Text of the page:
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King's Indian Defense (E60)
1 d4 Nf6 2 c4 g6

Number of games in database: 4043
Years covered: 1922 to 2017
Overall record:
   White wins 36.8%
   Black wins 25.3%
   Draws 37.9%

Popularity graph, by decade

Explore this opening  |  Search for sacrifices in this opening.
PRACTITIONERS
With the White Pieces With the Black Pieces
Alexander Baburin  36 games
Jan Hein Donner  36 games
Predrag Nikolic  26 games
Peter Svidler  34 games
John Nunn  25 games
Ilya Smirin  24 games
NOTABLE GAMES [what is this?]
White Wins Black Wins
Euwe vs Najdorf, 1953
Botvinnik vs Bronstein, 1951
Kasparov vs Nunn, 1986
Robert E Byrne vs Fischer, 1963
L Stumpers vs Euwe, 1946
Botvinnik vs Smyslov, 1954
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 page 1 of 162; games 1-25 of 4,043  PGN Download
Game  ResultMoves YearEvent/LocaleOpening
1. Saemisch vs Reti 0-1331922Teplitz-SchönauE60 King's Indian Defense
2. Loman vs Euwe 0-1621923SSS CupE60 King's Indian Defense
3. Colle vs Koltanowski 0-1711923ch BELE60 King's Indian Defense
4. Bogoljubov vs Tarrasch 1-0281923KarlsbadE60 King's Indian Defense
5. Gruenfeld vs Yates  ½-½321923KarlsbadE60 King's Indian Defense
6. A Pokorny vs Gruenfeld  0-1541923Maehrisch-OstrauE60 King's Indian Defense
7. Gruenfeld vs Euwe  ½-½541923Maehrisch-OstrauE60 King's Indian Defense
8. M Walter vs Hromadka  ½-½521923Maehrisch-OstrauE60 King's Indian Defense
9. Euwe vs Yates 1-0441923ScheveningenE60 King's Indian Defense
10. Alekhine vs E T Jesty 1-0411923BCF Major OpenE60 King's Indian Defense
11. Alekhine vs J H Morrison 1-0281923Simul, 32bE60 King's Indian Defense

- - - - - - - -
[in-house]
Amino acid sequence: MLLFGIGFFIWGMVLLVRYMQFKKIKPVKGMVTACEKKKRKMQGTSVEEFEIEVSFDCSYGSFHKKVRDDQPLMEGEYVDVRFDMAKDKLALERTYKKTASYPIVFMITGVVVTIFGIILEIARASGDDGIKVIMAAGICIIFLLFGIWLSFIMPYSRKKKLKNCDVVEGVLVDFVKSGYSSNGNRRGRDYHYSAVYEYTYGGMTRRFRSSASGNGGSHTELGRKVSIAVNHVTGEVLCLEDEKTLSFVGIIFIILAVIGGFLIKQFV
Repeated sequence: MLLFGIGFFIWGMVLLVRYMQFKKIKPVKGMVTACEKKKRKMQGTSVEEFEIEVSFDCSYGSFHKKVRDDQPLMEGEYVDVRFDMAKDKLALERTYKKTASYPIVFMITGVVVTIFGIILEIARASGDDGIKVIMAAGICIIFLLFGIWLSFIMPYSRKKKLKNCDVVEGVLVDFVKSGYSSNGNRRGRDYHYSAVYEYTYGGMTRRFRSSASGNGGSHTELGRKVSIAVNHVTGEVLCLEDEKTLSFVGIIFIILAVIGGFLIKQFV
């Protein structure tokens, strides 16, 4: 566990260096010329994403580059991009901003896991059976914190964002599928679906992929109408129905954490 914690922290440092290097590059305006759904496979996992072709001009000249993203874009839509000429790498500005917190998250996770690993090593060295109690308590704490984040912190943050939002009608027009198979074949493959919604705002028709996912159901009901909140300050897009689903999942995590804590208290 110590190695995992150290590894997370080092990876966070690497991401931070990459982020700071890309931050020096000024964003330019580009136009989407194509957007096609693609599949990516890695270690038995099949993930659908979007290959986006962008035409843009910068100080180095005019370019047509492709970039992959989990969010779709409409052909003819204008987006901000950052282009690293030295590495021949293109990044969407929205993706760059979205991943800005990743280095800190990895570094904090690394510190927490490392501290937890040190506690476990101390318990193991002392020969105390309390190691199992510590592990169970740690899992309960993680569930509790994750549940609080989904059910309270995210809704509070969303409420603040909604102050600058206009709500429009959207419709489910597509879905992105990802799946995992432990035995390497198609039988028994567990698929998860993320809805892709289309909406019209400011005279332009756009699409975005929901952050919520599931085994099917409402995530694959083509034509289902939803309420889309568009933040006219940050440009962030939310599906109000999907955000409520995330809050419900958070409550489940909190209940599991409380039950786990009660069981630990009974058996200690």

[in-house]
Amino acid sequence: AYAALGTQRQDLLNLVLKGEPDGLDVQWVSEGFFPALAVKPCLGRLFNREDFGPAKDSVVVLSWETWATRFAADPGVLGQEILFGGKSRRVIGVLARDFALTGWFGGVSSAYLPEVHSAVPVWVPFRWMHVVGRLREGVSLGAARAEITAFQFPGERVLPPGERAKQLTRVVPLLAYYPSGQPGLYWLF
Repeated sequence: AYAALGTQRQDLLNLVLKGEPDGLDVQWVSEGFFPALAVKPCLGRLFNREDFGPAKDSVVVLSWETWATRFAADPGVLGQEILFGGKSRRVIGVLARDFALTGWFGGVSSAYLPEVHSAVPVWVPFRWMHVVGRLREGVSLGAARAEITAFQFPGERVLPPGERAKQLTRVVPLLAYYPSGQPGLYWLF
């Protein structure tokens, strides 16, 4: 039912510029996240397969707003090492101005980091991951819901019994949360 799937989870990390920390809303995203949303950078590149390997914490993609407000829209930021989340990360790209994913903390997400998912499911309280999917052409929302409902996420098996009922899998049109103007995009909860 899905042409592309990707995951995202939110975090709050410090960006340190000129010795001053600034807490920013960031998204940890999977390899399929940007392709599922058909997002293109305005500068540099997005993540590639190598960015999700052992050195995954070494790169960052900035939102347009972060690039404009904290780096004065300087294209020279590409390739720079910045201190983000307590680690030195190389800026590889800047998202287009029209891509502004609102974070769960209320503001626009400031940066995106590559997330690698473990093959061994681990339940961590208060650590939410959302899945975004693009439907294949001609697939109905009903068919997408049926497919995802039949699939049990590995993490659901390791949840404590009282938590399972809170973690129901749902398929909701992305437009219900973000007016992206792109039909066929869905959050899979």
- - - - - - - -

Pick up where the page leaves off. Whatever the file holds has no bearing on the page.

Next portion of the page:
12. Gruenfeld vs Reti  ½-½351923ViennaE60 King's Indian Defense
13. G Andreev vs Botvinnik 0-1461924LeningradE60 King's Indian Defense
14. Kupchik vs Bogoljubov  ½-½531924Bogoljubov-Kupchik MatchE60 King's Indian Defense
15. V Vukovic vs S Gruber  1-0611924GyorE60 King's Indian Defense
16. A Vajda vs E Steiner  1-0301924GyorE60 King's Indian Defense
17. Colle vs Gruenfeld 0-1451924MeranoE60 King's Indian Defense
18. G Fontein vs Euwe  0-1311924NED-chE60 King's Indian Defense
19. Marshall vs Reti ½-½501924New YorkE60 King's Indian Defense
20. Colle vs Euwe 1-0361924Zutphen m ,HCL 28E60 King's Indian Defense
21. Rubinstein vs O C Mueller  1-0351924BCF Major OpenE60 King's Indian Defense
22. J Davidson vs Euwe  0-1561924MatchE60 King's Indian Defense
23. Kmoch vs L Steiner 1-0251925DebrecenE60 King's Indian Defense
24. S B Gotthilf vs Bogoljubov  ½-½441925USSR ChampionshipE60 King's Indian Defense
25. M Sonnenberg vs Euwe 0-1341925AmsterdamE60 King's Indian Defense
 page 1 of 162; games 1-25 of 4,043  PGN Download
  REFINE SEARCH:   White wins (1-0) | Black wins (0-1) | Draws (1/2-1/2)  
 

Kibitzer's Corner
< Earlier Kibitzing  · PAGE 5 OF 6 ·  Later Kibitzing>
Dec-11-06  who: <duffer> sorry. I was talking about starting out the KI. <acirce> I'm surprised you like it.
Dec-11-06
Premium Chessgames Member
  acirce: <duffer> It's nothing all that extraordinary about it, it's just that it does a very good job explaining all the various ideas in the opening and offers a fine repertoire illustrated with nicely annotated games. I like it better than "Starting Out...".
Dec-11-06  duffer: Thanks, mate. I think I'll get Bronstein's book. He stresses ideas, which seem more important, over lines.
Jun-27-07  Kleve: I, for one, love playing through KID games the masters played... Fischer was a demon in this opening! I only wish we could see more of this one in high-level play. I'm bored to tears by the QID...